Ten years ago to the day, Supreme Court Antonin Scalia prophetically warned in his dissenting opinion of Lawrence v Texas (2003) that the majority opinion to strike down the sodomy laws of Texas would put into question other moral choice laws in other states. He wrote, “State laws against bigamy, same-sex marriage, adult incest, prostitution, masturbation, adultery, fornication, bestiality, and obscenity … every single one of these laws is called into question by today’s decision.”
Well, as of today…one down.
In a case that has no traditional standing in the courts, the Supreme Court has allowed the case, United States v Windsor, to be ruled on its merits alone, even though there was no adversarial controversy (in other words, no sides were in disagreement; there was no versus here). This is unprecedented; Justice Scalia called it “jaw-dropping.” He wrote ” … It envisions a Supreme Court standing (or rather enthroned) at the apex of government, empowered to decide all constitutional questions, always and everywhere `primary’ in its role.” As someone has asserted, the majority has now set precedent for ALL questions of constitutionality to be decided by the Court, regardless of whether there is a controversy or not, granting itself the power of complete and total oversight (think Moses judging every affair of the nation of Israel; Leviticus, chapters 1-27).
Scalia added, “We have no power to decide this case. And even if we did, we have no power under the Constitution to invalidate this democratically adopted legislation. The Court’s errors on both points spring forth from the same diseased root: an exalted conception of the role of this institution [the Supreme Court] in America… In the more than two centuries that this Court has existed as an institution, we have never suggested that we have the power to decide a question when every party agrees with both its nominal opponent and the court below on that question’s answer.”
The 5-4 majority struck down DOMA, the Defense of Marriage Act, which was passed by congress in 1996 and signed into law by, then, President Bill Clinton. The majority opinion, written by Justice Anthony Kennedy, referenced no precedent; it did not interpret law on the basis of written law, but simply in accordance to the political will of the five justices in majority. It painted with a broad brush those who enacted DOMA as solely motivated by bigotry against homosexual people, denying altogether that there could possibly be a compelling state interest for society, children, and our national posterity in promoting traditional marriage (which in all history, across nations, has not needed an adjective until the last decade).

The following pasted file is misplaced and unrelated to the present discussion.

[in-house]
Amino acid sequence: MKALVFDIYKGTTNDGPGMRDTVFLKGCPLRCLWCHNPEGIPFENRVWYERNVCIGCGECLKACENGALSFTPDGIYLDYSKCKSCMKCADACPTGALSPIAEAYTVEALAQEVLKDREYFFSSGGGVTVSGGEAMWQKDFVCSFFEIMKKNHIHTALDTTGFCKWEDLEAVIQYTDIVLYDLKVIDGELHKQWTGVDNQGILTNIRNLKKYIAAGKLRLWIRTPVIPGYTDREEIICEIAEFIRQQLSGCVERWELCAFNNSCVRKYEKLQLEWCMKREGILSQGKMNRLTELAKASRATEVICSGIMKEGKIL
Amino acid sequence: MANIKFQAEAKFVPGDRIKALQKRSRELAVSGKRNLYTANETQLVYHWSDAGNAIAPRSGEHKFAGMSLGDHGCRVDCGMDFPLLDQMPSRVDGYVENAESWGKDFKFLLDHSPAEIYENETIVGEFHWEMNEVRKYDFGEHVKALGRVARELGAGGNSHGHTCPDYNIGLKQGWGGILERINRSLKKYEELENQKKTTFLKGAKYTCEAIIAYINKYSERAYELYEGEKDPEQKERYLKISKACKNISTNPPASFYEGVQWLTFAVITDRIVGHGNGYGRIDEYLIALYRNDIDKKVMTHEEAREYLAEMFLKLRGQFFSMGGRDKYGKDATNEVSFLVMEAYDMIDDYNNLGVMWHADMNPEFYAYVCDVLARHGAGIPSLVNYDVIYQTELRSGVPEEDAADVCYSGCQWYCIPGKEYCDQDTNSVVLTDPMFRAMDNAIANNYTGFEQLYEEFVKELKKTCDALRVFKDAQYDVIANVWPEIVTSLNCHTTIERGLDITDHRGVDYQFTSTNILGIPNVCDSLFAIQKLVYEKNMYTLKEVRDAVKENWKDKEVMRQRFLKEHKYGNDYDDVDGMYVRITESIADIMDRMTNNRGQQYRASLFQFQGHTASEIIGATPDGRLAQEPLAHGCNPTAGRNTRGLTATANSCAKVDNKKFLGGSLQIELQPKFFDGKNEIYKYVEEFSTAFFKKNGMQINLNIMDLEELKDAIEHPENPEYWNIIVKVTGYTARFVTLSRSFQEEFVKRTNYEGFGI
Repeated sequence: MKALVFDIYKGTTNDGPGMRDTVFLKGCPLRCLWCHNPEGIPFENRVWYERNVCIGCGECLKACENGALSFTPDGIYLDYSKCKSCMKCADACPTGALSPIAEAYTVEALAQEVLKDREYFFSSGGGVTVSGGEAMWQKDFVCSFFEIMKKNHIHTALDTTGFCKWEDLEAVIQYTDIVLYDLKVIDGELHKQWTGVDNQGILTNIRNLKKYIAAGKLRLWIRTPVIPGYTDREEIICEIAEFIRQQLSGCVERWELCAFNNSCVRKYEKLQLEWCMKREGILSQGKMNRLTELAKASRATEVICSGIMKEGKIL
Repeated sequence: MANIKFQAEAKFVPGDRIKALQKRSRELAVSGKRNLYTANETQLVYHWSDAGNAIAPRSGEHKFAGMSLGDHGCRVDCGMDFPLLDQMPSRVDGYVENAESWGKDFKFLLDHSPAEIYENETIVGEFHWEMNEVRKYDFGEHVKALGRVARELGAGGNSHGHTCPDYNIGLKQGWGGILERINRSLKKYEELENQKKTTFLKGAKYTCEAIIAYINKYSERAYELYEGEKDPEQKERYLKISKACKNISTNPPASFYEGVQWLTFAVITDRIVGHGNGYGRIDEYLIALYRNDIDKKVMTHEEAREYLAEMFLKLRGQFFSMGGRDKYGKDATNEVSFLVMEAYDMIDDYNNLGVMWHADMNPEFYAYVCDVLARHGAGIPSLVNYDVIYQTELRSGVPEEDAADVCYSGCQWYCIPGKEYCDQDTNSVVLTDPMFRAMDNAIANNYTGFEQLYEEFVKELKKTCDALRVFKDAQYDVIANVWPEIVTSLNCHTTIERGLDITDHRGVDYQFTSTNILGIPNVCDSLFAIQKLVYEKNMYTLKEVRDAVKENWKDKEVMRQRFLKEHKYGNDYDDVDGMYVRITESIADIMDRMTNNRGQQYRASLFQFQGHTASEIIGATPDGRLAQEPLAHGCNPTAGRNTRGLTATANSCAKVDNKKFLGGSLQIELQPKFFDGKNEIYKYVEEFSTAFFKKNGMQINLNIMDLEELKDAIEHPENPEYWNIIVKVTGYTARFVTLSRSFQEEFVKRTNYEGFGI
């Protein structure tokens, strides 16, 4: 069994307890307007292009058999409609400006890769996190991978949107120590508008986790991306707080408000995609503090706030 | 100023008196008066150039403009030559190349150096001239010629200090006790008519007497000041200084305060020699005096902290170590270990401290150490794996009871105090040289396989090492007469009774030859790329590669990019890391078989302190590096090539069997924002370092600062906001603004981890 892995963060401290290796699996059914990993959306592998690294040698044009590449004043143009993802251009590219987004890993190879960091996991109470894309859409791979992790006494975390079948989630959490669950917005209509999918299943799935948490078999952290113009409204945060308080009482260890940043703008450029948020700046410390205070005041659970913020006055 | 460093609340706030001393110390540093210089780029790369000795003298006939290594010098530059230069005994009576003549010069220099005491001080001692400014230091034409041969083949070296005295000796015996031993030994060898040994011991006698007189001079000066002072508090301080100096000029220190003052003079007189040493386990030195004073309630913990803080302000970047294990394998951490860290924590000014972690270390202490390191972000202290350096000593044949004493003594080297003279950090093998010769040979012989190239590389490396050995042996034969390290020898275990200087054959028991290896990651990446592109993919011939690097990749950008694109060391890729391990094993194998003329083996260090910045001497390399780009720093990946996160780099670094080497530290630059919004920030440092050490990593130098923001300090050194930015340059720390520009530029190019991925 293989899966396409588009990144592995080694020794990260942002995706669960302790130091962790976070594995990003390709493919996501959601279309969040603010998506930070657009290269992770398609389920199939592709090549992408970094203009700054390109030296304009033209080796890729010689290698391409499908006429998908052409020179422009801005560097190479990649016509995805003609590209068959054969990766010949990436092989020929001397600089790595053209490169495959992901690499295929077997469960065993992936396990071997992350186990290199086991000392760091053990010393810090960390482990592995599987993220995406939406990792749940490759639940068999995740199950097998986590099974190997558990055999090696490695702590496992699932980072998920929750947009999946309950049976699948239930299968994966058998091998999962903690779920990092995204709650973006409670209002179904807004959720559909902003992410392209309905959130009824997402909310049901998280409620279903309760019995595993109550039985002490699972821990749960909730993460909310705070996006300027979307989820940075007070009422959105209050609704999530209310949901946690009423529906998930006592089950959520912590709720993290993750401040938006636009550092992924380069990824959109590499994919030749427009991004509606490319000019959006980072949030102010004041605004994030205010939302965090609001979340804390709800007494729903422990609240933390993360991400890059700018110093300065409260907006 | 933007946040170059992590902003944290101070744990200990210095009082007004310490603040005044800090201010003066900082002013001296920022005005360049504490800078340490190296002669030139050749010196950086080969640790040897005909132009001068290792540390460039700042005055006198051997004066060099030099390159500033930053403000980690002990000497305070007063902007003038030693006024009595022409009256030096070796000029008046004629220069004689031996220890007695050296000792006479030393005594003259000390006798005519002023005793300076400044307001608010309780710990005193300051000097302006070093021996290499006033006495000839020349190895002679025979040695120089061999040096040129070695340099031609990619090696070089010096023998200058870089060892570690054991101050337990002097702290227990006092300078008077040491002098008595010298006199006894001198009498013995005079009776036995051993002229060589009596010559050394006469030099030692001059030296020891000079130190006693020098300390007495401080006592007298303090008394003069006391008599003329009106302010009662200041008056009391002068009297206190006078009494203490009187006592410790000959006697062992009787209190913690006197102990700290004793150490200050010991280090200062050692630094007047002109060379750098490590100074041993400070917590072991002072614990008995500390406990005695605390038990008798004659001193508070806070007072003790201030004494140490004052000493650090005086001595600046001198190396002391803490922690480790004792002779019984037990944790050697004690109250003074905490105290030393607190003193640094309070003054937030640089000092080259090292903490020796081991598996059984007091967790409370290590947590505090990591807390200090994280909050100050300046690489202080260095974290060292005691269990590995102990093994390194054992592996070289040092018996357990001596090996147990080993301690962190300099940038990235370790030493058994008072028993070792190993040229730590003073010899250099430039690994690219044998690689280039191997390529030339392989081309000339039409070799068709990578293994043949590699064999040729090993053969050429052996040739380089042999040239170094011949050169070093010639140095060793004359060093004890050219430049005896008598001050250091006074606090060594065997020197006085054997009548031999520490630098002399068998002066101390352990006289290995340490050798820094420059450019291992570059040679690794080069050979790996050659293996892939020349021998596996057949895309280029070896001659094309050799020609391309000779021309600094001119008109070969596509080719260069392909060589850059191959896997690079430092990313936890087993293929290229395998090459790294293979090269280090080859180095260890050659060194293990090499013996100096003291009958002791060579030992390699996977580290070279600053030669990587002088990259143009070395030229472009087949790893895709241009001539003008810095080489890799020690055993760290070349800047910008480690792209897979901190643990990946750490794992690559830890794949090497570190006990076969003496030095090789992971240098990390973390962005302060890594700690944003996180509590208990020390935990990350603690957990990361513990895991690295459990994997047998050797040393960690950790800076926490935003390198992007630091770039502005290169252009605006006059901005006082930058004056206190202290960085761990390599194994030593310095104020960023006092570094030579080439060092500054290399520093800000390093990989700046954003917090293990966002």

Writing for the dissenting opinion exactly ten years after Lawrence v Texas, Scalia made several observations and assertions…
To defend traditional marriage is not to condemn, demean, or humiliate those who would prefer other arrangements, any more than to defend the Constitution of the United States is to condemn, demean, or humiliate other constitutions. To hurl such accusations so casually demeans this institution.
It takes real cheek for today’s majority to assure us, as it is going out the door, that a constitutional requirement to give formal recognition to same-sex marriage is not at issue here—when what has preceded that assurance is a lecture on how superior the majority’s moral judgment in favor of same-sex marriage is to the Congress’s hateful moral judgment against it. I promise you this: The only thing that will “confine” the Court’s holding is its sense of what it can get away with.
By formally declaring anyone opposed to same-sex marriage an enemy of human decency, the majority arms well every challenger to a state law restricting marriage to its traditional definition. Henceforth those challengers will lead with this Court’s declaration that there is no legitimate purpose served by such a law, and will claim that the traditional definition has the purpose and effect to disparage and to injure the personhood and dignity of same-sex couples.
Justice Scalia accused the court of inserting its power into a national discussion that was better left to a public debate of the citizenry to either advance or deny:
Few public controversies will ever demonstrate so vividly the beauty of what our Framers gave us, a gift the Court pawns today to buy its stolen moment in the spotlight: a system of government that permits us to rule ourselves. Since DOMA’s passage, citizens on all sides of the question have seen victories and they have seen defeats. There have been plebiscites, legislation, persuasion, and loud voices—in other words, democracy.
In the majority’s telling, this story is black-and-white: Hate your neighbor or come along with us. The truth is more complicated. It is hard to admit that one’s political opponents are not monsters, especially in a struggle like this one, and the challenge in the end proves more than today’s Court can handle. Too bad. A reminder that disagreement over something so fundamental as marriage can still be politically legitimate would have been a fit task for what in earlier times was called the judicial temperament. We might have covered ourselves with honor today, by promising all sides of this debate that it was theirs to settle and that we would respect their resolution. We might have let the People decide.
But that the majority will not do. Some will rejoice in today’s decision, and some will despair at it; that is the nature of a controversy that matters so much to so many. But the Court has cheated both sides, robbing the winners of an honest victory, and the losers of the peace that comes from a fair defeat. We owed both of them better.
Scalia, a prophet? I couldn’t say, but many believe bigamy or polygamy will be next. We’ll watch… and pray.